Conflicts & War

India reinforces military buildup as border tensions with China flare

By Sarwar Kashani

Gagangir, India, Sep 10 (efe-epa).- Apart from military trucks and ambulances carrying reinforcements and supplies to the Ladakh region bordering China, the only other movement on this strategic highway is of nomadic families with their goats, sheep, and horses traveling from Himalayan summer pastures to winter grazing grounds in the lowland plains of Indian Kashmir.

All other movement along the otherwise bustling mountainous road has been restricted apparently to let the military move smoothly amid a raging months-long standoff between India and China along their disputed border in the eastern Ladakh sector.

Civilian vehicles are not allowed beyond a police check post in the Gagangir village – nearly 15 km (10 miles) beyond the famed hill resort of Sonamarg, and some 80 km north of Srinagar, Kashmir’s main city – abuzz with the deafening roars of Indian Air Force fighter jets frequently hovering over with a sonic boom.

Paramilitary troops and policemen keep a strict vigil, particularly on journalists, to stop private cars at the checkpoint, overlooking the gushing Indus river that flows down the right of the road through the thick and lush green vegetation dotted by small glaciers.

“You cannot go further,” a policeman shouted after blowing a whistle to stop a van carrying EFE-EPA journalists on the highway to the cold-desert region.

Wali Khan, an elderly member of a nomadic family of herders, told EFE that in the last two days of his journey on the road, he had seen “nothing else but hundreds of military trucks” making their way uphill towards Ladakh.

“There were dozens of military ambulances also. The big trucks covered with thick tarpaulin moved up in hundreds,” Khan said, taking a 300-km long mountainous trek with his cattle towards the balmier south to escape the harsh winter months in Kashmir.

The highway to Ladakh was closed for any civilian movement, unless allowed by the authorities, late last month as border tension between India and China spiked afresh near the disputed Himalayan boundary in the Ladakh sector, where 20 Indian soldiers were killed in a brawl in June.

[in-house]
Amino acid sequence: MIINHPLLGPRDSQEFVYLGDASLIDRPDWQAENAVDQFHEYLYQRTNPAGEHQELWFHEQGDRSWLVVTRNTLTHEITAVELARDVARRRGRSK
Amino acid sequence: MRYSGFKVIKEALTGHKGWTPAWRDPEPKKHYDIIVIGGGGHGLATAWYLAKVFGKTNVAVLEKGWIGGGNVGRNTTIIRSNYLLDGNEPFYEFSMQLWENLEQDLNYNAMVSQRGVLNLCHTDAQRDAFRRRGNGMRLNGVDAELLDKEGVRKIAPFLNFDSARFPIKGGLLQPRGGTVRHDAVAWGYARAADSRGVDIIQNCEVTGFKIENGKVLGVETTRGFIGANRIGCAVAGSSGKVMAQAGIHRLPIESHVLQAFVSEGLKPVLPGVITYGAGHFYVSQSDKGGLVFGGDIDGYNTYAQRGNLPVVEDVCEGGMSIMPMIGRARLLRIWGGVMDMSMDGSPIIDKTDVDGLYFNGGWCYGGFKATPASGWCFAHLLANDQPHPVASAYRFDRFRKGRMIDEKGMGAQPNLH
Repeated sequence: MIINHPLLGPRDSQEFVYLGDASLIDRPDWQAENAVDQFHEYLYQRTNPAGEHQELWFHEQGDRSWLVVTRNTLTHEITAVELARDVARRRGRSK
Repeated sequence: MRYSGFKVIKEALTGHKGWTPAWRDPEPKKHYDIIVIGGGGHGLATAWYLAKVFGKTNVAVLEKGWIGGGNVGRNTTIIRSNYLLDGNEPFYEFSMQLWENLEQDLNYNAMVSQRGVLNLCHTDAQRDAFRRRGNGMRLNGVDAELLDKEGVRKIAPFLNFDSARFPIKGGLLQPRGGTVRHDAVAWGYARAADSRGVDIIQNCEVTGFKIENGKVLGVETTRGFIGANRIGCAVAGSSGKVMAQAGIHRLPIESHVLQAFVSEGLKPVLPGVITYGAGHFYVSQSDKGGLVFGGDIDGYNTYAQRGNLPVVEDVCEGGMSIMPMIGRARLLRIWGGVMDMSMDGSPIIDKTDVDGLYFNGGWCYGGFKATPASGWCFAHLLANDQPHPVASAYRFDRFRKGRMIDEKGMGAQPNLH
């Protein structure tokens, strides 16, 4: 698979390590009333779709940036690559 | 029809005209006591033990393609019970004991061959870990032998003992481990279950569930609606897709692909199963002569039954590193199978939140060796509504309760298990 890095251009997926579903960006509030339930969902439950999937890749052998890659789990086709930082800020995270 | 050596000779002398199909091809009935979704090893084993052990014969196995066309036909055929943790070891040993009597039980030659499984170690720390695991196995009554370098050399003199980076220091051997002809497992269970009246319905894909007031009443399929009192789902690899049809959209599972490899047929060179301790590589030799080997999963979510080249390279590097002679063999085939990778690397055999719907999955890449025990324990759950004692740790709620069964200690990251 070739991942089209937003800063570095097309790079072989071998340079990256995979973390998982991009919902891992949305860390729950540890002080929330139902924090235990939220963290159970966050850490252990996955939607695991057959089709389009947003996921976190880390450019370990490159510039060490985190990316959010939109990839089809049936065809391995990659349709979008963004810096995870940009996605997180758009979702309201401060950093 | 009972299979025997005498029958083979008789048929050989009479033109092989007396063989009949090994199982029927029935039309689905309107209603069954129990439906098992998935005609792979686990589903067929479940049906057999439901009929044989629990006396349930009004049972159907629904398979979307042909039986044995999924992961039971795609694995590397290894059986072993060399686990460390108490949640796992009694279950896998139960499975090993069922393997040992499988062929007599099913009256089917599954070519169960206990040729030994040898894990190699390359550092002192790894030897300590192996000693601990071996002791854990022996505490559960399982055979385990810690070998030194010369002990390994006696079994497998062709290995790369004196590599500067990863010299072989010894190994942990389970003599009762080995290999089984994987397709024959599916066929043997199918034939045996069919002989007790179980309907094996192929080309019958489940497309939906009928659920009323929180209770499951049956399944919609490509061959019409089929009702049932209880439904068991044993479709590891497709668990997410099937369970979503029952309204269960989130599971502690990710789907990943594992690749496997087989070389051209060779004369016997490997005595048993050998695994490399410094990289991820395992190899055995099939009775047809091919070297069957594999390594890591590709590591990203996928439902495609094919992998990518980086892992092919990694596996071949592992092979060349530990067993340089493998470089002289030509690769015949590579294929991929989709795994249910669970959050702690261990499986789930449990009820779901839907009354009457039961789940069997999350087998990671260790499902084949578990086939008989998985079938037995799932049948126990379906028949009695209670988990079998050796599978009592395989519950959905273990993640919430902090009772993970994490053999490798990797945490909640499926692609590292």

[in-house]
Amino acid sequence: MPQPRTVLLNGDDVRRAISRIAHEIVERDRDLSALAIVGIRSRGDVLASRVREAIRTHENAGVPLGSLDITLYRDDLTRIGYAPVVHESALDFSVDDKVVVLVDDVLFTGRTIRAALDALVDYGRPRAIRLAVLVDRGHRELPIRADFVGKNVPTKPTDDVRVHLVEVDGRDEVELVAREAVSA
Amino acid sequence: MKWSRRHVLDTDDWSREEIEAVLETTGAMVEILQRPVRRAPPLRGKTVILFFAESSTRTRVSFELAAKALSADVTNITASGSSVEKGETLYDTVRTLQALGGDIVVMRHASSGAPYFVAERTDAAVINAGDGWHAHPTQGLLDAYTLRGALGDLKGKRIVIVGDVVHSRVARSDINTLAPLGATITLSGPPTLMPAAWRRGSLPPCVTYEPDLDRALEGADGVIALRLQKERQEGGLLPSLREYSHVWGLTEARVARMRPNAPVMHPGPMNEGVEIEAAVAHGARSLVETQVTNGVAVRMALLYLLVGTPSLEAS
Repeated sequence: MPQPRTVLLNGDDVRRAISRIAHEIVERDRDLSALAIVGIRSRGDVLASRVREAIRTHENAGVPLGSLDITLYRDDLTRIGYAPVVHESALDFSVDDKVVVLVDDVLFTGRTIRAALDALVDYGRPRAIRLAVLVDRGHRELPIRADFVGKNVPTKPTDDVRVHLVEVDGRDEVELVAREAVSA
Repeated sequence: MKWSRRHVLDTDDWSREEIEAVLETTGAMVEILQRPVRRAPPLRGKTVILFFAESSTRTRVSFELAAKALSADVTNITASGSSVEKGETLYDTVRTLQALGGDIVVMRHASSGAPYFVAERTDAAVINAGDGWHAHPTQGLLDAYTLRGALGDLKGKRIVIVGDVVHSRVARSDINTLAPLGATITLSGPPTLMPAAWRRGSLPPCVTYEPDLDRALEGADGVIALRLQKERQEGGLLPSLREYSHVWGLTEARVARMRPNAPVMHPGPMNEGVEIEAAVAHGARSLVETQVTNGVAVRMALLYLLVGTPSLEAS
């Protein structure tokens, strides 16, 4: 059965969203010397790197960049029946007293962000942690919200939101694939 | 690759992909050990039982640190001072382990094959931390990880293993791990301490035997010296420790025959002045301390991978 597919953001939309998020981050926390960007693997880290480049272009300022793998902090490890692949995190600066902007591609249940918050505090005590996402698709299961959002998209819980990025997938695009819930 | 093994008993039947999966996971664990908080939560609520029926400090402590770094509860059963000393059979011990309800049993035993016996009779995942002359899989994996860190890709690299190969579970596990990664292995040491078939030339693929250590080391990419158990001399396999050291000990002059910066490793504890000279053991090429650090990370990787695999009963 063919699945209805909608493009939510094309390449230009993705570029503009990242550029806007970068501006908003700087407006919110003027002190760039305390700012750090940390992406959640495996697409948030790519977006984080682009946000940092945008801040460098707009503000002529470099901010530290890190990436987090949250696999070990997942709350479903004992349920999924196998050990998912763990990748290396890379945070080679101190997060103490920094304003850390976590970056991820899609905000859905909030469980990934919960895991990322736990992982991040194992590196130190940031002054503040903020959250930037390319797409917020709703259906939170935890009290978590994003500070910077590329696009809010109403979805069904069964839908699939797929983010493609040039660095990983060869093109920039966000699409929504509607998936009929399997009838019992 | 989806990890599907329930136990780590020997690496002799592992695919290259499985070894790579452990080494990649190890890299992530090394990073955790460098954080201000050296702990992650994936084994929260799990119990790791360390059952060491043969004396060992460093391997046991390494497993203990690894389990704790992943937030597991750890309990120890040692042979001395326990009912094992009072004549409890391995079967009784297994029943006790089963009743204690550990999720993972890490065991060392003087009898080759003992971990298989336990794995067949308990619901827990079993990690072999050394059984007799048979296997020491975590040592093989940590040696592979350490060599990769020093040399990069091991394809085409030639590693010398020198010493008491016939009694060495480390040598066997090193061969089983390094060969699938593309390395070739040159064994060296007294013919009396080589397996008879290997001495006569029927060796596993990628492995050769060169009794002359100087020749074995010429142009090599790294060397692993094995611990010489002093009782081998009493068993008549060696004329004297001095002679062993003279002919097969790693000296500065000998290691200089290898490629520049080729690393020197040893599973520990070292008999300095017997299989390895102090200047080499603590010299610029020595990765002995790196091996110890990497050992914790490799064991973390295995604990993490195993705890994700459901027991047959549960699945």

Tensions took an alarming turn on Sep. 8 as Chinese and Indian armies accused each other of firing warning shots on the disputed border, called the Line of Actual Control (LAC), a loose demarcation that separates the two countries.

This, according to Indian military records, marked the first time in decades that bullets were fired along the 3,500-km (2,175-mile) border that stretches from the Ladakh region in the north to Sikkim in India’s northeast.

The military tension between the two nuclear-powered neighbors began in May with the two armies accusing each other of provocative trespassing on the disputed border surrounding the high-altitude Pangong Tso saline water lake in Ladakh that houses the highest military landing strip in the world.

Both sides have since rushed in tens of thousands of troops along with artillery, tanks, and fighter jets near the frontier in Ladakh, which is at the risk of a three-front nuclear tension since it borders China on one side and Pakistan on the other.

“Every around some 200-300 military trucks move towards Ladakh and that is some 30 percent more than their routine movement,” a policeman told EFE, requesting anonymity because he was not authorized to speak to the media.

The boundary dispute dates back to 1962 when the two countries fought a brief but bloody war that ended with an unmarked boundary, which passes through the 600-sq km lake. Nearly 60 percent of its length lies in the China-held Tibetan Autonomous Region.

Military and strategic experts fear that the recent moves and clashes on the border have made the situation unpredictably dangerous, raising the risk of a repeat of 1962.

“The situation is very dangerous and any miscalculated move can set it out of control,” a former lieutenant-general of the Indian Army told EFE, requesting not to be named.

He said that the Indian troops had occupied some of the gray zones in the area and the Chinese were trying to push them out, “the same way the Chinese army occupied the north bank of the Pangong Tso lake in June.”

The former officer, who once served the army’s Northern Command based in the Udhampur district of Kashmir, insited that it was unlikely that the two sides would get involved in an escalation to the point of a major military conflict.

“But let’s also not lose the sight that they are up to and have done a large scale military buildup on the border and that makes it dangerously unpredictable,” he said.

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